The US economy slowed sharply in the April-June quarter even as consumers stepped up their spending, per the AP. The gross domestic product, the economy's total output of goods and services, grew at a 2.1% annual rate last quarter, down from a 3.1% gain in the first quarter, the Commerce Department estimated Friday. But consumer spending, which accounts for 70% of economic activity, accelerated to a sizzling 4.3% rate after a lackluster 1.1% annual gain in the January-March quarter. Despite the slowdown in GDP from the previous quarter, the 2.1% growth means the economy is still expanding at what the Wall Street Journal calls a "healthy clip." In fact, the figure is slightly above estimates of 2.0%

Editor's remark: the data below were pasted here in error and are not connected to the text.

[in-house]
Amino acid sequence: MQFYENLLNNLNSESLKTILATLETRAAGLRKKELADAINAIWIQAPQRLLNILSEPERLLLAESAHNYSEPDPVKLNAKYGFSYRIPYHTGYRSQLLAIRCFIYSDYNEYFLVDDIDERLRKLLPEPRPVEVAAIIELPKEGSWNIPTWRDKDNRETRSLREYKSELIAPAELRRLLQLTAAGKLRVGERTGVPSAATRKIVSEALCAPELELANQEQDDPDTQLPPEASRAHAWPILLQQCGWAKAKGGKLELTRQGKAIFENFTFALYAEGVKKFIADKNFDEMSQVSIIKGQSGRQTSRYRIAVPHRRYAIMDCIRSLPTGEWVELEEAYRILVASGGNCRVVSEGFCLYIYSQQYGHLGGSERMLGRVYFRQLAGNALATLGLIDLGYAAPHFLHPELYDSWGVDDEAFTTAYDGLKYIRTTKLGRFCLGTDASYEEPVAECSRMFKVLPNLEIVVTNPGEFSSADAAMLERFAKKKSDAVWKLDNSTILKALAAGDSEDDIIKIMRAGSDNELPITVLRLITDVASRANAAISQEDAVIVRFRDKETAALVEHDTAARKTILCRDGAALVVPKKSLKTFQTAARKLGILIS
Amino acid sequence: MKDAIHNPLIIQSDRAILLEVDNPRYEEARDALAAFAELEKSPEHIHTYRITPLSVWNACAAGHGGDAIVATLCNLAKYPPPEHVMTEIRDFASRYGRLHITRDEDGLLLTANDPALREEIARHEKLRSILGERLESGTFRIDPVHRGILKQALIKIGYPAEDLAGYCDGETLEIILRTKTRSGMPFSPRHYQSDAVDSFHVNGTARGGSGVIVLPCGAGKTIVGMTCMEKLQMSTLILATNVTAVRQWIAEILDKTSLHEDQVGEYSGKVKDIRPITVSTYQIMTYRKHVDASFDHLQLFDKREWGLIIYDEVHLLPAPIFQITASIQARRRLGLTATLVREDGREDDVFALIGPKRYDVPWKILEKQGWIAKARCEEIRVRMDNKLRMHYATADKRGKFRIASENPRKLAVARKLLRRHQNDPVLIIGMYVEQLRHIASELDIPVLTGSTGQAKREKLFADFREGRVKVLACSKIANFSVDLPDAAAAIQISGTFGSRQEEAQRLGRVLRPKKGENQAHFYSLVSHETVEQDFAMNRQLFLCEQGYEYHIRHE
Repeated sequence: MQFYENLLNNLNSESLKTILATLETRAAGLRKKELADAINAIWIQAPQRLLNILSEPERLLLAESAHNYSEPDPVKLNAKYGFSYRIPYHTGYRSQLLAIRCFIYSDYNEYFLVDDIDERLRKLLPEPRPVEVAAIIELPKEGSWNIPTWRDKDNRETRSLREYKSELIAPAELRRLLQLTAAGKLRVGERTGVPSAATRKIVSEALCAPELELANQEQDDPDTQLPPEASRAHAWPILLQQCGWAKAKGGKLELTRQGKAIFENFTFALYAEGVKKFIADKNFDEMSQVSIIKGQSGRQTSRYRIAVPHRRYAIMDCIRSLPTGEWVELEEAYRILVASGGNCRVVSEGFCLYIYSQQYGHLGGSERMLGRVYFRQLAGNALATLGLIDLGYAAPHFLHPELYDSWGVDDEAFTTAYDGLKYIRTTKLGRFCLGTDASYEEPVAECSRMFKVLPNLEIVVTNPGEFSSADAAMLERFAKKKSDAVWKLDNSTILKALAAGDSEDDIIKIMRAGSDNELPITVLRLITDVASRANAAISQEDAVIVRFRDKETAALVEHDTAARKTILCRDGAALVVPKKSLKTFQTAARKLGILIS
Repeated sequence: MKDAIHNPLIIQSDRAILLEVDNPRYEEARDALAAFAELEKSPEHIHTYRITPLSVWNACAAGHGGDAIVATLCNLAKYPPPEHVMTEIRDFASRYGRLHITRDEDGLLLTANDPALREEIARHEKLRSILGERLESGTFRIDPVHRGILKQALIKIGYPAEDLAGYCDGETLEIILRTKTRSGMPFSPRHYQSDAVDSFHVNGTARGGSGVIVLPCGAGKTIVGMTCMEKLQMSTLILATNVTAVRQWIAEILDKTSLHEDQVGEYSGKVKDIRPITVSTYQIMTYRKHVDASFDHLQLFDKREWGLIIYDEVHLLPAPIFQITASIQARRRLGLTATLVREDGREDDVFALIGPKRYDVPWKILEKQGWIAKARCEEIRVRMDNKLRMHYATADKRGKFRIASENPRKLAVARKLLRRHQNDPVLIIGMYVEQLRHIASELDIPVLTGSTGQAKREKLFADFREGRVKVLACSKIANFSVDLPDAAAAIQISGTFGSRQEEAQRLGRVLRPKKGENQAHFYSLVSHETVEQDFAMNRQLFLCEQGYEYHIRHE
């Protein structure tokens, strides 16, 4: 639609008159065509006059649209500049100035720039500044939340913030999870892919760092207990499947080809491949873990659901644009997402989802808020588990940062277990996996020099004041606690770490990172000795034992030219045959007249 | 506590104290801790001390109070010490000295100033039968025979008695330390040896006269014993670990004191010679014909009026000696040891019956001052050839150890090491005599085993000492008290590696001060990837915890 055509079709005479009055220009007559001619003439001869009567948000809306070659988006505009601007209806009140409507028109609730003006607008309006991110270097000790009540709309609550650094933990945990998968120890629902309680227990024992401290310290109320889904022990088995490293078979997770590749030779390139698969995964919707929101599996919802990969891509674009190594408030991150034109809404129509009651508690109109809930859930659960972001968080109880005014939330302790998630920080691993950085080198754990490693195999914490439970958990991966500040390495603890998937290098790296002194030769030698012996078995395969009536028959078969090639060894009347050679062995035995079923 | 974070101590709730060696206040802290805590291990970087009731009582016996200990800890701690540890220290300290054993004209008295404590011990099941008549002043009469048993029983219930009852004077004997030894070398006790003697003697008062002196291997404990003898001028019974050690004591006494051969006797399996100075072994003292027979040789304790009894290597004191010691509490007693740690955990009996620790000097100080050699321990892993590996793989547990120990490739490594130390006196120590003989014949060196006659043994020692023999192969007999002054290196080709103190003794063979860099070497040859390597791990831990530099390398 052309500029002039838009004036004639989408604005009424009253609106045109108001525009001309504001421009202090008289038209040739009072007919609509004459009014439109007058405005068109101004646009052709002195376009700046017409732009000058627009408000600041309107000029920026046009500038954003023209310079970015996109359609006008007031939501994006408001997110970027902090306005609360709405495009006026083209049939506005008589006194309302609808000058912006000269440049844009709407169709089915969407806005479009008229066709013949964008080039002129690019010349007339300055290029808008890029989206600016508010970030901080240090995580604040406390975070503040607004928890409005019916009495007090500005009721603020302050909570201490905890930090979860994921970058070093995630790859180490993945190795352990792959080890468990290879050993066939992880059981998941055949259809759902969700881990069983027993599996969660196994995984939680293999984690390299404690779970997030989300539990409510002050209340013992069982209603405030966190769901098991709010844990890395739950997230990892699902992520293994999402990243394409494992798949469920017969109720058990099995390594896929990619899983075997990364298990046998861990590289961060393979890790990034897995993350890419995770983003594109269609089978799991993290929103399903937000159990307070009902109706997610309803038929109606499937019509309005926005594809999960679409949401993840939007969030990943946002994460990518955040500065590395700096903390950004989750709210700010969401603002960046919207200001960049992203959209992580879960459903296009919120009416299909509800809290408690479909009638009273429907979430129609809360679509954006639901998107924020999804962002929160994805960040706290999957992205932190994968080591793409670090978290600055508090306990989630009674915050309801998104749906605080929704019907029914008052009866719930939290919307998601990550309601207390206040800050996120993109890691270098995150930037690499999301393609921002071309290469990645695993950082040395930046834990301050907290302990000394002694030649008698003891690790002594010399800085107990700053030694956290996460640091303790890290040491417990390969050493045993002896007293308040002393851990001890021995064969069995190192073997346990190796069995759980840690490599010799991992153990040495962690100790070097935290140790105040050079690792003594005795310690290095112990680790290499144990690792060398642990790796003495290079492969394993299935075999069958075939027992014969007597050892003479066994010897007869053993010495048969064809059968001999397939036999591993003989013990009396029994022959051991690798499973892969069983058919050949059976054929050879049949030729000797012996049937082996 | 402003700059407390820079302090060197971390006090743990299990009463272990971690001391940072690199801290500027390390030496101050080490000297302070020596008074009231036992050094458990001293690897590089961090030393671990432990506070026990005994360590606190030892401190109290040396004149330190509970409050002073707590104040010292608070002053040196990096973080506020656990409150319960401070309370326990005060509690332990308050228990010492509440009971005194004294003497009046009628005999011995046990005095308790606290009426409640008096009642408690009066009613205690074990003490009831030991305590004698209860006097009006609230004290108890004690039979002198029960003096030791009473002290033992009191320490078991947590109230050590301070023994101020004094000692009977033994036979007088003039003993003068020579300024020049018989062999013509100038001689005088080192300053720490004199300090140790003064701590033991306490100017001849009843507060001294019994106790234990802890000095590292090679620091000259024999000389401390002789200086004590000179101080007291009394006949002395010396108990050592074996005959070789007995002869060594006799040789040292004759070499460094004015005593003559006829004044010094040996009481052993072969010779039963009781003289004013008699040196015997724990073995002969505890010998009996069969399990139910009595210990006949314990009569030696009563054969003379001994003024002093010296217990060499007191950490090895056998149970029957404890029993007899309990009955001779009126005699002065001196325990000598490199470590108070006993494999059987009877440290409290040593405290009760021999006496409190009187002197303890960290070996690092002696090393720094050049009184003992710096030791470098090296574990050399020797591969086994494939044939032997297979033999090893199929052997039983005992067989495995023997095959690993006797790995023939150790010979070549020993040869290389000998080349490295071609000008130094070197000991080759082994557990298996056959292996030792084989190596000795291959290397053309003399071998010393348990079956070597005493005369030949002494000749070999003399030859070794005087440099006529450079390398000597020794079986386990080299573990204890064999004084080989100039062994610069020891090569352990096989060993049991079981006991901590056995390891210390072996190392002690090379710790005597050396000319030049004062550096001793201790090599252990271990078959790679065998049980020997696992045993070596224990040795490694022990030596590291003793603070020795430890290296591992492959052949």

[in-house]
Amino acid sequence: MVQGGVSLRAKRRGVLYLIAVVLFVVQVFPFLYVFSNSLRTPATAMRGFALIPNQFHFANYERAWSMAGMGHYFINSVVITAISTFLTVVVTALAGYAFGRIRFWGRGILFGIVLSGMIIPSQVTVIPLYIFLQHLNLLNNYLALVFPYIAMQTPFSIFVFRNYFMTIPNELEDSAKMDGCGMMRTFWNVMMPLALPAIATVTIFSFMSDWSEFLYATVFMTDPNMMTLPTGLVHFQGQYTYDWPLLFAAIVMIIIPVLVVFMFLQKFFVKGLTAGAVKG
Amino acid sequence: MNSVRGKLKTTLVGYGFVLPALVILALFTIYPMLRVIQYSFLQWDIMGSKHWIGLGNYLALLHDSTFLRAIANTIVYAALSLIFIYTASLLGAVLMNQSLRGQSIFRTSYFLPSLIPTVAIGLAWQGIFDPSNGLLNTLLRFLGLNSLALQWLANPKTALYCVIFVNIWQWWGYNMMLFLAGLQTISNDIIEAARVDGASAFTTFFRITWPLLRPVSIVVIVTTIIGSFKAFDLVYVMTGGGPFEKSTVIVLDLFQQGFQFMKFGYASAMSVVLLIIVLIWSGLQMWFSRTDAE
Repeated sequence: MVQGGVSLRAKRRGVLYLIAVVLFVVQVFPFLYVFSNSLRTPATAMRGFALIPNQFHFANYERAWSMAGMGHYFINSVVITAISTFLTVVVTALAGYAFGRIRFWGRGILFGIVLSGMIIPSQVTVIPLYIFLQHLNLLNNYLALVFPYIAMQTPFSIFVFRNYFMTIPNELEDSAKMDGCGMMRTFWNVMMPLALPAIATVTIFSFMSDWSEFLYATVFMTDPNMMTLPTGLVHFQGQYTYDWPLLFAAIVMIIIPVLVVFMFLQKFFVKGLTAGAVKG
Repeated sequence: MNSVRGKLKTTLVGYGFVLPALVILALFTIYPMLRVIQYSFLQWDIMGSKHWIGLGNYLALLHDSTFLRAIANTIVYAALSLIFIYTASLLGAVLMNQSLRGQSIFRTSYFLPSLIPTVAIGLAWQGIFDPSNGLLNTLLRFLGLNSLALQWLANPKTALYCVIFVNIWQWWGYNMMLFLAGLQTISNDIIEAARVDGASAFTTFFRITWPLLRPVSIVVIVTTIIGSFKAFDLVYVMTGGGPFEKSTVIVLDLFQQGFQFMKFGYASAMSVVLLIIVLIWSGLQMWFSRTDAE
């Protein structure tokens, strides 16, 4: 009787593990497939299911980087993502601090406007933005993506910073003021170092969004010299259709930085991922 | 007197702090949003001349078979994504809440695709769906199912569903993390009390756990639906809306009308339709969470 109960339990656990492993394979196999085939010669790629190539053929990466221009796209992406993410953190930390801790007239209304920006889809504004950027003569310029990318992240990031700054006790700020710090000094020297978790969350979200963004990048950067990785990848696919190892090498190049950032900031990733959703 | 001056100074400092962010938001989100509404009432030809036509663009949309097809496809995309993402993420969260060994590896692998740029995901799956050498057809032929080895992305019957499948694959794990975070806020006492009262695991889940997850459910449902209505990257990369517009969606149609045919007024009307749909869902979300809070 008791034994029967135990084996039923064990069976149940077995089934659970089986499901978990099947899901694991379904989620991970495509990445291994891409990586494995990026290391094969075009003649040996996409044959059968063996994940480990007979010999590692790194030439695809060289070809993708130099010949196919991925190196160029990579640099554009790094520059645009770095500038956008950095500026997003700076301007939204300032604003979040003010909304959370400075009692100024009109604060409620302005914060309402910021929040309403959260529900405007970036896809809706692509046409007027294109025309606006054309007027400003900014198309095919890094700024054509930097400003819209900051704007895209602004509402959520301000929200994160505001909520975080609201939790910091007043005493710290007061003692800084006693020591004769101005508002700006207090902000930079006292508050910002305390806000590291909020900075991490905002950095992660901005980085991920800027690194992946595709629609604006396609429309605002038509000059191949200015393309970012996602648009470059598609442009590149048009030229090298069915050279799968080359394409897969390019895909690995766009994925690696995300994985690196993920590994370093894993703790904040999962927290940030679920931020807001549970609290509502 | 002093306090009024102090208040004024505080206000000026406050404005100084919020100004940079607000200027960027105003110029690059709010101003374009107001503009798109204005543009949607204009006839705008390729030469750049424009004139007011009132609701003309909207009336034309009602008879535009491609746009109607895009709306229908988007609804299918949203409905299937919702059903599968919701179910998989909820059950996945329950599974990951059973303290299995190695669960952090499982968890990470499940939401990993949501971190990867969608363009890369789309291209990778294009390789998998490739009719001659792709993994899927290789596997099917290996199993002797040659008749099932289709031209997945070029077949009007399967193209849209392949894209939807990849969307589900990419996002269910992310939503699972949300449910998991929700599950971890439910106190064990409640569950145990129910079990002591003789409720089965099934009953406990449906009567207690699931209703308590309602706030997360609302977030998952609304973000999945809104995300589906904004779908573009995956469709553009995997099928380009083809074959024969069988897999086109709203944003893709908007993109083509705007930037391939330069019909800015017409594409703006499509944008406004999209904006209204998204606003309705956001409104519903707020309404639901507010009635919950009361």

Economists noted that business capital investment, which has been strong for the past two years, fell at a 0.6% annual rate in the April-June quarter, the first decline in three years. That weakness likely reflects, at least in part, a reluctance by businesses to commit to new projects because of uncertainty surrounding President Trump's trade war with China. Indeed, most analysts think the US economy could slow through the rest of the year, reflecting both global economic weakness and the trade war between the world's two largest economies. That is one key reason why the Federal Reserve is widely expected to cut interest rates next week and to signal that it may further ease credit in the months ahead.
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